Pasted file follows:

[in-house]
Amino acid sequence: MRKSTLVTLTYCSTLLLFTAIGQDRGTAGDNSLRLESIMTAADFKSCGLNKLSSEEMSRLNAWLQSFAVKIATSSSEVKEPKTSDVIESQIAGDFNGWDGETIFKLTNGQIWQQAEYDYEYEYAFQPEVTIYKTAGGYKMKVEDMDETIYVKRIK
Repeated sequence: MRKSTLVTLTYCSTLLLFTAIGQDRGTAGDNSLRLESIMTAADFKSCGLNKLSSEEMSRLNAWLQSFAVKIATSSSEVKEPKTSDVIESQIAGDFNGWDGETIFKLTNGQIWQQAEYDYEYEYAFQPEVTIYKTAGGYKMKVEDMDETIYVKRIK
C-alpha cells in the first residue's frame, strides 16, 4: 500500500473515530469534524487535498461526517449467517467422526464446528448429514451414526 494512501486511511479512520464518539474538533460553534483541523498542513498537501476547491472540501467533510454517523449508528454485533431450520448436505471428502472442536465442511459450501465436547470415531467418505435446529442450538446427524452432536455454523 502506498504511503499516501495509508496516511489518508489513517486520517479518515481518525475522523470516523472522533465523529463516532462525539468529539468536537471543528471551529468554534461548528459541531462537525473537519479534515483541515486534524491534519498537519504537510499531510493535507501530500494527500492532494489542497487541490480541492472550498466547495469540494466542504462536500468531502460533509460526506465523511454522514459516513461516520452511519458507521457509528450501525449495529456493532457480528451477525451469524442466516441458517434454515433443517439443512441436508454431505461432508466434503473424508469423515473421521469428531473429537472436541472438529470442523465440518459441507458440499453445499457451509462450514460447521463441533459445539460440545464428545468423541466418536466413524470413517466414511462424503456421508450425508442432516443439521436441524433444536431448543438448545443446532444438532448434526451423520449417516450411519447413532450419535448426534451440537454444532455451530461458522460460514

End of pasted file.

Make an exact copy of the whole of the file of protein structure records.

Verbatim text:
[in-house]
Amino acid sequence: MRKSTLVTLTYCSTLLLFTAIGQDRGTAGDNSLRLESIMTAADFKSCGLNKLSSEEMSRLNAWLQSFAVKIATSSSEVKEPKTSDVIESQIAGDFNGWDGETIFKLTNGQIWQQAEYDYEYEYAFQPEVTIYKTAGGYKMKVEDMDETIYVKRIK
Repeated sequence: MRKSTLVTLTYCSTLLLFTAIGQDRGTAGDNSLRLESIMTAADFKSCGLNKLSSEEMSRLNAWLQSFAVKIATSSSEVKEPKTSDVIESQIAGDFNGWDGETIFKLTNGQIWQQAEYDYEYEYAFQPEVTIYKTAGGYKMKVEDMDETIYVKRIK
C-alpha cells in the first residue's frame, strides 16, 4: 500500500473515530469534524487535498461526517449467517467422526464446528448429514451414526 494512501486511511479512520464518539474538533460553534483541523498542513498537501476547491472540501467533510454517523449508528454485533431450520448436505471428502472442536465442511459450501465436547470415531467418505435446529442450538446427524452432536455454523 502506498504511503499516501495509508496516511489518508489513517486520517479518515481518525475522523470516523472522533465523529463516532462525539468529539468536537471543528471551529468554534461548528459541531462537525473537519479534515483541515486534524491534519498537519504537510499531510493535507501530500494527500492532494489542497487541490480541492472550498466547495469540494466542504462536500468531502460533509460526506465523511454522514459516513461516520452511519458507521457509528450501525449495529456493532457480528451477525451469524442466516441458517434454515433443517439443512441436508454431505461432508466434503473424508469423515473421521469428531473429537472436541472438529470442523465440518459441507458440499453445499457451509462450514460447521463441533459445539460440545464428545468423541466418536466413524470413517466414511462424503456421508450425508442432516443439521436441524433444536431448543438448545443446532444438532448434526451423520449417516450411519447413532450419535448426534451440537454444532455451530461458522460460514